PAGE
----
New Research Shows Sales and Marketing are Finally Starting to Make Nice
October 30, 2018
From an outsider’s perspective, sales and marketing misalignment never made sense. You have two teams, both dealing with potential customers, both ultimately responsible for revenue generation, generally avoiding habitual collaboration.
But when you talked to sales and marketing pros, the divide at least became understandable. The two roles traditionally have differing responsibilities, often with contrasting expectations. It’s also been argued that perfect harmony is a pipedream, that tension between the teams can be beneficial. And let’s be honest, total alignment, while advantageous, hasn’t been an across-the-board prerequisite — sales and marketing teams have hit their numbers without tight-knit collaboration. Though when this has happened, it’s typically because other ideal conditions exist, such as strong demand.
All that has changed with the digitization of the buyer’s journey. Now that customers get most of their information from marketing content, a fumbled sales handoff can be more costly than ever. Buyers with options aplenty no longer have the time or patience to proactively make sense of an incongruent experience. Onto the next option.
Message received, according to LinkedIn’s 2018 State of Sales Report, which revealed that 44% of sales executives now work more closely with marketing than in years past. Those who work “very closely” or “closely” with marketing has grown 35% since the 2016 survey.
Closing the Sales and Marketing Divide Widens the Possibility of Success
It’s reasonable to assume that sales-marketing synchronization should boost success rates, and our numbers bear that out. Top sales professionals are 13% more likely than their peers to say they work “very closely” or “closely” with marketing as it relates to prospecting. When asked to rate marketing’s importance in closing deals, with one being a very small role and 10 being a very big role, 57% of the top sales professionals rate marketing’s importance at an eight or above. Only 41% of average salespeople feel the same way about marketing.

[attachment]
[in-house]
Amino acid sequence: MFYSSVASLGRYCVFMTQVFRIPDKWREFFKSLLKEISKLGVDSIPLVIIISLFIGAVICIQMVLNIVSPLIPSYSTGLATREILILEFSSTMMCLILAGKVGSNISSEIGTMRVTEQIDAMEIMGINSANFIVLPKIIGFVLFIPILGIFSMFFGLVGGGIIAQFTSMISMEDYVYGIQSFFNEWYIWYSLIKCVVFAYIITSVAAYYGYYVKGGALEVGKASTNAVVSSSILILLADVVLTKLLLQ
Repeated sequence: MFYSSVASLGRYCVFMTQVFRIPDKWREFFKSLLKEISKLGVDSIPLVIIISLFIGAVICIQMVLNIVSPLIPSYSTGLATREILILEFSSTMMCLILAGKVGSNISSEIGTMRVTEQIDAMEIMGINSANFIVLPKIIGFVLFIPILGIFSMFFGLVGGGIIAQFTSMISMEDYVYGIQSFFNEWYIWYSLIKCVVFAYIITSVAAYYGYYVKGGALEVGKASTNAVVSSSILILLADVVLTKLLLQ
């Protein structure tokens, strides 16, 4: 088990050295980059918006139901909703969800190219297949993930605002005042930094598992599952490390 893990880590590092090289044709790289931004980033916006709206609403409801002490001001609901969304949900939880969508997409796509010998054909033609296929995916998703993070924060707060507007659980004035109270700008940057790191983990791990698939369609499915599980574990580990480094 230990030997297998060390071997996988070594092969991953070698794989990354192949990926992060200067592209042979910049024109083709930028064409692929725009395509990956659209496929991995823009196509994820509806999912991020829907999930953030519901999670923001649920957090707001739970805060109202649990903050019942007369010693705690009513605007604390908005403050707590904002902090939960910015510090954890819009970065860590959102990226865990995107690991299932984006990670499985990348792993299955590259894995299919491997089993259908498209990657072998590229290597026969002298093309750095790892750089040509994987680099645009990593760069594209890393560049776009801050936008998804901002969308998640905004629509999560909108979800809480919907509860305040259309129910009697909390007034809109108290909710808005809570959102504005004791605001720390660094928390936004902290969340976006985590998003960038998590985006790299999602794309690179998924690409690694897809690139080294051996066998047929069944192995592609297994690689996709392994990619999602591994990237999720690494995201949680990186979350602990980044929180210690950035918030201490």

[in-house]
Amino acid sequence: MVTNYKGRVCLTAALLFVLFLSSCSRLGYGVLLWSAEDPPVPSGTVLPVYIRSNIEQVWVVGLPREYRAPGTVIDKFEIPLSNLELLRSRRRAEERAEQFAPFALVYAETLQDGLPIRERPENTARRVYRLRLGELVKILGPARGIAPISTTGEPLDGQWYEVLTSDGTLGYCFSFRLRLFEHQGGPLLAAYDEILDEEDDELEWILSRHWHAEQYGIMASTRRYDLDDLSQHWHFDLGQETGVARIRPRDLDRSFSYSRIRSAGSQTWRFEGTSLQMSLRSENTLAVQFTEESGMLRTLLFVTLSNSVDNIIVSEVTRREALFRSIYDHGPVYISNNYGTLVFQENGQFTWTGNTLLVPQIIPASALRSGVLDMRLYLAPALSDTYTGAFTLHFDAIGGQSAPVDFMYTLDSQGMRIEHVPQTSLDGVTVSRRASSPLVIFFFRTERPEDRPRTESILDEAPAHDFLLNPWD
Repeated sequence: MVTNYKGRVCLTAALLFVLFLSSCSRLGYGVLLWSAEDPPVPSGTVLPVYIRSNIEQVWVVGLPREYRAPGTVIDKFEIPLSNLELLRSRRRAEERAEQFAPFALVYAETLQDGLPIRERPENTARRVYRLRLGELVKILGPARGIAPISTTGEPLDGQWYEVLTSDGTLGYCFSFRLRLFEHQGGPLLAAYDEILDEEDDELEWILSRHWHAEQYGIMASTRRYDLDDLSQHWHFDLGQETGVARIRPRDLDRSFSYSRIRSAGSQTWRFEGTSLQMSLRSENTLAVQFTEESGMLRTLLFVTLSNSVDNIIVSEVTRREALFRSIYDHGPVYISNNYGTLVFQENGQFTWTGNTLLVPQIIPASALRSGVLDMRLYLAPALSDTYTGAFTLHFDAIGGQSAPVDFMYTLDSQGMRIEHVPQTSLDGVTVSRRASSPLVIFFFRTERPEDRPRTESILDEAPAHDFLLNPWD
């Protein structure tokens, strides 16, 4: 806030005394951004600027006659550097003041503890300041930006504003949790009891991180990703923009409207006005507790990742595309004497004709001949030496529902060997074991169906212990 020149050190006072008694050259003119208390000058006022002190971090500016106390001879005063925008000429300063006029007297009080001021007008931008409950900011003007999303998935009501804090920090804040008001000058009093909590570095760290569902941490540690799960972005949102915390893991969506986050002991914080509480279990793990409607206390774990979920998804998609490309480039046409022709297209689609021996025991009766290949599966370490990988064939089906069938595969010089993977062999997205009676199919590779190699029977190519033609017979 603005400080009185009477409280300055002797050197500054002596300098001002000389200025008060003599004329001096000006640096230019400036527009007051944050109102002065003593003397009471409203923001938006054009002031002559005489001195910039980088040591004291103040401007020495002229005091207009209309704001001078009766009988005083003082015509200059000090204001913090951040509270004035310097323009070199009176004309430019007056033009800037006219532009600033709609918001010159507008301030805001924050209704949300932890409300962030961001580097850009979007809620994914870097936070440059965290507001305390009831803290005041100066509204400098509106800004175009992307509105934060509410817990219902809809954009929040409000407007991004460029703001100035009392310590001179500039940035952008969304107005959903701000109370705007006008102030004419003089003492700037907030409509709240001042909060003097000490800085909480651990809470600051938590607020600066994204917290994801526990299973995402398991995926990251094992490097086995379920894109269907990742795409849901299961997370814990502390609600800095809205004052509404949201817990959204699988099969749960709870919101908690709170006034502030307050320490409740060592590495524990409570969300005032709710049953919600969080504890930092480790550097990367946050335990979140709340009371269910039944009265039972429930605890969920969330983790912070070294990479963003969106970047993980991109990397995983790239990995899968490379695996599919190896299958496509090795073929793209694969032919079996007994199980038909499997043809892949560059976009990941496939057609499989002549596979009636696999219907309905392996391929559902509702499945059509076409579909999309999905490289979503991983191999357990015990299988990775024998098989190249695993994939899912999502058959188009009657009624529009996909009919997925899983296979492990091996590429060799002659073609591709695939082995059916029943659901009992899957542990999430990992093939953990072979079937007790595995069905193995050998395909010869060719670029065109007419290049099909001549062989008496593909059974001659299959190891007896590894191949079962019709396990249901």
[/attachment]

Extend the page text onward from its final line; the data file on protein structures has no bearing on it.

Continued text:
A Data Divide Remains
While it’s clear that more sales and marketing teams are embracing collaboration, the conditions for co-opted efforts could be improved in most cases. Silos still exist in the form of disparate technology platforms, each with its own data, definitions, and KPIs. Only one in five sales professionals sees a significant overlap in the data used by marketing and sales to target prospects.
It’s understandable, then, why only 22% of sales professionals describe leads from marketing as “excellent” and why only 42% say they’re merely “good.” Without matching criteria backed by shared data definitions, labeling a lead as “sales-qualified” will always involve more guesswork.
Orchestration from a Surprising Source
Millennials are used to taking heat, but they can’t be blamed for the sales and marketing divide because our survey shows they’re among the most responsible for solving it.
Data in the new State of Sales Report shows that top-performing millennials are 23% more likely to to say they work “very closely” with marketing than Generation X, and 73% more likely than Baby Boomers. This collaborative mindset is paying off; millennial sales pros were 56% more likely than Gen X to say they see “excellent leads” from marketing, and 115% more likely than Baby Boomers.
Get the Full Story
The shrinking divide between sales and marketing is one of the most prominent narratives to emerge in this year’s findings, but there are plenty of others worth noting.
To get yourself totally up-to-speed on where B2B selling stands as we look ahead to a new year, download the LinkedIn 2018 State of Sales Report.